President TrumpDonald John TrumpUSAID administrator tests positive for COVID-19 Kamala Harris, Stacey Abrams among nominees for Time magazine’s 2020 Person of the Year DOJ appeals ruling preventing it from replacing Trump in E. Jean Carroll defamation lawsuit MORE on Thursday said he would leave the White House on Jan. 20 if the Electoral College declares President-elect Joe BidenJoe BidenHarris says she has ‘not yet’ spoken to Pence Kamala Harris, Stacey Abrams among nominees for Time magazine’s 2020 Person of the Year Obama: Republican Party members believe ‘white males are victims’ MORE the winner of the election, but indicated he was not prepared to concede defeat.
“Certainly I will. And you know that,” said Trump when asked if he would leave the White House if the Electoral College voted for Biden.
He added, “If they do, they made a mistake.”
“It’s going to be a very hard thing to concede,” Trump told reporters during a press call on Thursday.
It was the first time Trump has taken questions directly from reporters since the election more than three weeks ago.
Trump has repeatedly this year refused to commit to a peaceful transition of power.
“We’re going to have to see what happens, you know, but I’ve been complaining very strongly about the ballots. The ballots are a disaster,” he said in September.
At the time, Trump said such a commitment was not necessary, appearing confident that he would win reelection.
On Monday, after weeks of stalling the transition process, Trump allowed the General Service Administration (GSA) to reach out to Biden’s campaign, giving them access to government resources and personnel.
During the press call Thursday Trump also continued to claim widespread electoral fraud had occurred, despite no evidence to suggest that to be true.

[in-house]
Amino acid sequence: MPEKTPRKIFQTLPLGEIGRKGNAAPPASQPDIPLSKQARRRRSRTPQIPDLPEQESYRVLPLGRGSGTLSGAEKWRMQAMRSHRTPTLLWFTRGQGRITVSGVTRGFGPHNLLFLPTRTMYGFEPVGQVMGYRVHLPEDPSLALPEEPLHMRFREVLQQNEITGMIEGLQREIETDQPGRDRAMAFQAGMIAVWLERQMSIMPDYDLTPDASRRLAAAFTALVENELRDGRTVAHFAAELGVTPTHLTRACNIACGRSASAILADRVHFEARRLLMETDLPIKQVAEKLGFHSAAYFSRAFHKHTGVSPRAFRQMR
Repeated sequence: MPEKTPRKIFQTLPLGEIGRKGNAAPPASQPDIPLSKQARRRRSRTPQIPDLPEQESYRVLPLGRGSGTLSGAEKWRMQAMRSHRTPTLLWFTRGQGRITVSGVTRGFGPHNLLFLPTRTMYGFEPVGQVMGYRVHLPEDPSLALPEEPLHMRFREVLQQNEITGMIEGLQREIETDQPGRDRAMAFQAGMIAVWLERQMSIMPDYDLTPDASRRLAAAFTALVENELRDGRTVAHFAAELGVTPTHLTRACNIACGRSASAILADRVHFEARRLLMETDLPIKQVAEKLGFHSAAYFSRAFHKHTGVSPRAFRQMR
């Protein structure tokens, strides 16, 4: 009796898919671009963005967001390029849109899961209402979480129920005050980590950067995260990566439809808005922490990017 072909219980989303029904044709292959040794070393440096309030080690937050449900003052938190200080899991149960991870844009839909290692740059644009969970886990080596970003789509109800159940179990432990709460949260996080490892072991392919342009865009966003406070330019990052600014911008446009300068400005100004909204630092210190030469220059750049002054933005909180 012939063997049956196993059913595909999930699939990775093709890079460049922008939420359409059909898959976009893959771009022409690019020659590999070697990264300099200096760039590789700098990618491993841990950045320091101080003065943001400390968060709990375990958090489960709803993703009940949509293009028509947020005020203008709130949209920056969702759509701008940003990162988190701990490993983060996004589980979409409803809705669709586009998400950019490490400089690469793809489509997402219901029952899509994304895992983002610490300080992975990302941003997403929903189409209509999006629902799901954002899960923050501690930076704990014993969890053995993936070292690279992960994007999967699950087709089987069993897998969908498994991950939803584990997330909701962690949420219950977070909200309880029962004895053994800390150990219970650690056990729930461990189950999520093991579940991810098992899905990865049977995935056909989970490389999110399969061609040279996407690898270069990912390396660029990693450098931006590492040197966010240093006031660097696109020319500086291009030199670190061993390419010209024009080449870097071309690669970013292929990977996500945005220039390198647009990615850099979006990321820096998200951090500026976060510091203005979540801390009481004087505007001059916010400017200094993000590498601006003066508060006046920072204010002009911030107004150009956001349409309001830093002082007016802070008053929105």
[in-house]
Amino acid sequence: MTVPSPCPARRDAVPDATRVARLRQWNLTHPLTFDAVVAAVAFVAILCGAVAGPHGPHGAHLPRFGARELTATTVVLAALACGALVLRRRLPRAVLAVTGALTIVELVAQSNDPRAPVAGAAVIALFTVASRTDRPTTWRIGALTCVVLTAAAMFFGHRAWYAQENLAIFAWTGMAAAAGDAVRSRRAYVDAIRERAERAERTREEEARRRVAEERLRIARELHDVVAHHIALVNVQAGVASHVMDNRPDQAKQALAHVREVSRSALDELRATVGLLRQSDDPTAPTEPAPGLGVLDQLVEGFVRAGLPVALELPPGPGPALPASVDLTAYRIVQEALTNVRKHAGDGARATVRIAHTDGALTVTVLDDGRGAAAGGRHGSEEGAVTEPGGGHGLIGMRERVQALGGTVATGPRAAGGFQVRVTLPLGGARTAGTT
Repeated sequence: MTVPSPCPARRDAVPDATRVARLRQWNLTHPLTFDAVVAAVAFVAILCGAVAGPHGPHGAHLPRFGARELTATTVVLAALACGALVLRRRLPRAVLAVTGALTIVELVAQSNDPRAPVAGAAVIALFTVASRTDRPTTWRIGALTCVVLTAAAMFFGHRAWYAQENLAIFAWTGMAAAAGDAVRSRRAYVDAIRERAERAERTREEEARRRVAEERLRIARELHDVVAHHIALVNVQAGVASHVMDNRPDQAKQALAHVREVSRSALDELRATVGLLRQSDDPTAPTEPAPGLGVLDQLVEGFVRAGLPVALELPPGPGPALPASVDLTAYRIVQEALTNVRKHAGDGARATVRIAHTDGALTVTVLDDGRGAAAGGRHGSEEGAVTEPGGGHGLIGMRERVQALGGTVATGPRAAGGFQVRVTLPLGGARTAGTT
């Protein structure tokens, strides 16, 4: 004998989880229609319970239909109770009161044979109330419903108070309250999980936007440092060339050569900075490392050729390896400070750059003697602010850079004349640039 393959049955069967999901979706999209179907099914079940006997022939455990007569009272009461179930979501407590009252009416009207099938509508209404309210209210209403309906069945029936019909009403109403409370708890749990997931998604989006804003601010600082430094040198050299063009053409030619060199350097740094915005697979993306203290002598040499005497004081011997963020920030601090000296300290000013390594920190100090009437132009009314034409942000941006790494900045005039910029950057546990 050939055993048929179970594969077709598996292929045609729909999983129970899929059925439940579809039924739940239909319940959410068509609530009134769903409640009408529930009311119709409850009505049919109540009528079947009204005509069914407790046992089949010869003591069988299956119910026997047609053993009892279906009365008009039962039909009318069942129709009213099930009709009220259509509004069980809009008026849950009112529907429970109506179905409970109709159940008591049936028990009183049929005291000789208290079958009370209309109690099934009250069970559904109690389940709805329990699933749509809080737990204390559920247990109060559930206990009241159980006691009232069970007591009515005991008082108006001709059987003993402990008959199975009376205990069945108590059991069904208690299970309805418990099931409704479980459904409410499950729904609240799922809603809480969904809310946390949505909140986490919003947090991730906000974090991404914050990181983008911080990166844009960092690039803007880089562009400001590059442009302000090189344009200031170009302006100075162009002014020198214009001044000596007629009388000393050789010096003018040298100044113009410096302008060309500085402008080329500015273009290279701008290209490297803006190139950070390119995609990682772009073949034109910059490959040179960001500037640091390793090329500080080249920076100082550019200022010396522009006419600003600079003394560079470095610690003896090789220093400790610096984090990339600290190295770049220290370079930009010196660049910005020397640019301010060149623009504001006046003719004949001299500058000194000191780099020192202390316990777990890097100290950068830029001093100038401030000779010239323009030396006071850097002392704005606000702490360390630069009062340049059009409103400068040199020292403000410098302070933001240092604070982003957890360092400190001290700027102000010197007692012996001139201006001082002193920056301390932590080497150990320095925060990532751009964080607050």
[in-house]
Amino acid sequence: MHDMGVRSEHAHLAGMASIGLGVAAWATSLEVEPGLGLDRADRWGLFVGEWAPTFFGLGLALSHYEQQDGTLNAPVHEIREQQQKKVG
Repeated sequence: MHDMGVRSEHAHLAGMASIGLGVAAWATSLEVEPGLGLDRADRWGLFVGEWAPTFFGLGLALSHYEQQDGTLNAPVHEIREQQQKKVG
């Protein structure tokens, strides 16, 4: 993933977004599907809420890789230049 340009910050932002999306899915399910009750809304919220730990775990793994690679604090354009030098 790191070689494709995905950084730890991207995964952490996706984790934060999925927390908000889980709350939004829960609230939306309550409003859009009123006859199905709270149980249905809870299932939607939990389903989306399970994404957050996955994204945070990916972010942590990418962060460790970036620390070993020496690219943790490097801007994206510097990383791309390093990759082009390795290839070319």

“I don’t know what is going to happen. I know one thing, Joe Biden did not get 80 million votes,” said Trump. The president also claimed that he had received significantly more than 74 million votes, insisting that votes for him had been tossed out.
Most of Trump’s legal challenges in key battleground states to overturn the election results have been dismissed. In Pennsylvania a judge ordered the vote certification to be a stopped, a ruling Gov. Tom WolfTom WolfTrump cancels plans to attend Pennsylvania GOP event on election Biden-Harris ticket the first in US history to surpass 80 million votes Pennsylvania bans alcohol sales at bars, restaurants on night before Thanksgiving MORE‘s (D-Penn.) administration swiftly appealed to the Supreme Court.
Commenting on the voting infrastructure in the U.S. Trump said, “We are like a third world country.”
Trump also said he was not sure if he would attend the inauguration. Former presidents typically attend the inauguration of their successors as a show of unity for the country. In 2016, former President Obama attended Trump’s inauguration, along with other past presidents. Democratic presidential candidate Hillary ClintonHillary Diane Rodham ClintonFederal workers stuck it out with Trump — now, we’re ready to get back to work Biden soars as leader of the free world Intercept DC bureau chief says Biden picks are ‘same people’ from Obama years MORE attended with her husband former president Bill ClintonWilliam (Bill) Jefferson ClintonObama: ‘Hopeless’ to try to sell as many books as Michelle Dow breaks 30,000 for first time as Biden transition ramps up Trump’s remaking of the judicial system MORE.
During the same call, Trump informed reporters that he planned on traveling to Georgia on Dec. 5 to support the GOP senators in their respective run-off races.